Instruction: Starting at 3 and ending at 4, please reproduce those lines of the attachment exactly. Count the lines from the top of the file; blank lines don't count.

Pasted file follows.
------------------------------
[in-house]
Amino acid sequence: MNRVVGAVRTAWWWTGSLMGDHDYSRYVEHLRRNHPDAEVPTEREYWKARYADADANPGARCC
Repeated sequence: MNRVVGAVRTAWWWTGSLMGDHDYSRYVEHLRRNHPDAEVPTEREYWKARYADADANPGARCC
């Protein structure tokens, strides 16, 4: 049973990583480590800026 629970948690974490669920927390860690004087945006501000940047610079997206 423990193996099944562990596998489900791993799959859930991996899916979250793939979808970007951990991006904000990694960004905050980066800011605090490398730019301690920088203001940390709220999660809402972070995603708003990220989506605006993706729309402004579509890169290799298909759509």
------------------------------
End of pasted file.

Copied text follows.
Repeated sequence: MNRVVGAVRTAWWWTGSLMGDHDYSRYVEHLRRNHPDAEVPTEREYWKARYADADANPGARCC
């Protein structure tokens, strides 16, 4: 049973990583480590800026 629970948690974490669920927390860690004087945006501000940047610079997206 423990193996099944562990596998489900791993799959859930991996899916979250793939979808970007951990991006904000990694960004905050980066800011605090490398730019301690920088203001940390709220999660809402972070995603708003990220989506605006993706729309402004579509890169290799298909759509």